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Impacts of COVID-19 emissions reductions remain murky in the oceans

The COVID-19 pandemic resulting shutdowns resulted in a 9% drop in the greenhouse gas emissions at the root of climate change. Unfortunately, any silver lining from the pandemic remains murky in the oceans. INSTAAR researchers Nicole Lovenduski delved into the data and found no detectable slowing of ocean acidification due to COVID-19 emissions reductions. Even at emissions reductions four times the rate of those in the first half of 2020, the change would be barely noticeable. Lovenduski shared the results Friday, Dec. 11 at the American Geophysical Union 2020 Fall Meeting. The findings will also be submitted to the journal Geophysical Research Letters.

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8 CU Boulder faculty members become distinguished professors

With approval in November by the University of Colorado Board of Regents, the University of Colorado has introduced 12 newly designated distinguished professors, eight of whom are affiliated with the CU Boulder campus. INSTAAR researcher Katie Suding is among their number.

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Colorado mountains bouncing back from ‘acid rain’ impacts

A long-term trend of ecological improvement is appearing in the mountains west of Boulder. Researchers from CU Boulder have found that, thanks to vehicle emission regulations, Niwot Ridge is slowly recovering from increased acidity caused by vehicle emissions in Colorado’s Front Range. Their results show that nitric and sulfuric acid levels in the Green Lakes Valley region of Niwot Ridge have generally decreased over the past 30 years, especially since the mid-2000s.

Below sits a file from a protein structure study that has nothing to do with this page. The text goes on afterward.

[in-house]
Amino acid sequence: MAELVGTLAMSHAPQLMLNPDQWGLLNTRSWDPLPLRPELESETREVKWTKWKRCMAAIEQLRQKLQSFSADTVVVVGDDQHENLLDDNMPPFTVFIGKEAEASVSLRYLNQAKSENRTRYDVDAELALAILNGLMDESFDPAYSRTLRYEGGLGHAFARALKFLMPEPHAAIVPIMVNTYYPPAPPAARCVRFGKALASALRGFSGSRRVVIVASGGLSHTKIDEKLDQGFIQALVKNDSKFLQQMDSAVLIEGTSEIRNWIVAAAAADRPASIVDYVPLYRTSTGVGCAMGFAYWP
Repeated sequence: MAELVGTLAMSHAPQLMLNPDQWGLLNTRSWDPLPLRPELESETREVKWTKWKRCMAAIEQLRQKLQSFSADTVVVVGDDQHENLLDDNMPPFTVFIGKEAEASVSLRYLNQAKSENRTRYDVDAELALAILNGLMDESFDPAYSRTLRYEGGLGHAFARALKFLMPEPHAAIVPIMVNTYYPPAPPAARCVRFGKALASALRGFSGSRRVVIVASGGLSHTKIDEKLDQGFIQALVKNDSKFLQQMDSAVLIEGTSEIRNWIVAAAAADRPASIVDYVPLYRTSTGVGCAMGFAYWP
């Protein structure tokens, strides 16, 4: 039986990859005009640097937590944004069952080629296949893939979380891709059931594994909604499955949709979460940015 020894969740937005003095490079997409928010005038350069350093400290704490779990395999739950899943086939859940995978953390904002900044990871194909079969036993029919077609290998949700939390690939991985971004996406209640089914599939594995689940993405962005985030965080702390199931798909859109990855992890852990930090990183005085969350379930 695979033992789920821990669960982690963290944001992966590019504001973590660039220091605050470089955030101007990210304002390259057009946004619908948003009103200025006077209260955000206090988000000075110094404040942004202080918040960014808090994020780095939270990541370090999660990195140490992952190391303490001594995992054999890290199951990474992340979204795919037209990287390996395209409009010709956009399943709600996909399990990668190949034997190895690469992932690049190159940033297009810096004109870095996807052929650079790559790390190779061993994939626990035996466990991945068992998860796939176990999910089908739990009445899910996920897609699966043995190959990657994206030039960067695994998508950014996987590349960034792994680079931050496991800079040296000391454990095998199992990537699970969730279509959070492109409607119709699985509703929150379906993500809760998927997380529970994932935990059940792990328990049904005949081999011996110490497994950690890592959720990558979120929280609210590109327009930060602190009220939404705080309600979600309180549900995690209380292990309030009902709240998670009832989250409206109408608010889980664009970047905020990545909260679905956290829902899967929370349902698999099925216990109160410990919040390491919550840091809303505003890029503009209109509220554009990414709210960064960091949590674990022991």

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US methane “hotspot” is snapshot of local pollution

A giant methane cloud caught by satellite in 2014 looming over the U.S. Southwest wasn’t a persistent hotspot, as first thought when it made national news. Instead, the methane cloud was the nightly build-up of polluted air that trapped emissions of the potent greenhouse gas near the ground, according to a new CIRES- and NOAA-led study with INSTAAR participants.

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New research illuminates how glaciers have responded to past climate changes

Current and former INSTAARs Darren Larsen, Sarah Crump, and Aria Blumm analyzed sediment from a glacial lake to learn about glacier fluctuations and climate shifts over the last 10,000 years.

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How trees can track history of supernovas

A 9News interview with Bob Brakenridge, author of a new paper suggesting that supernovas have impacted Earth's atmosphere and climate, leaving traces that can be seen in tree rings.

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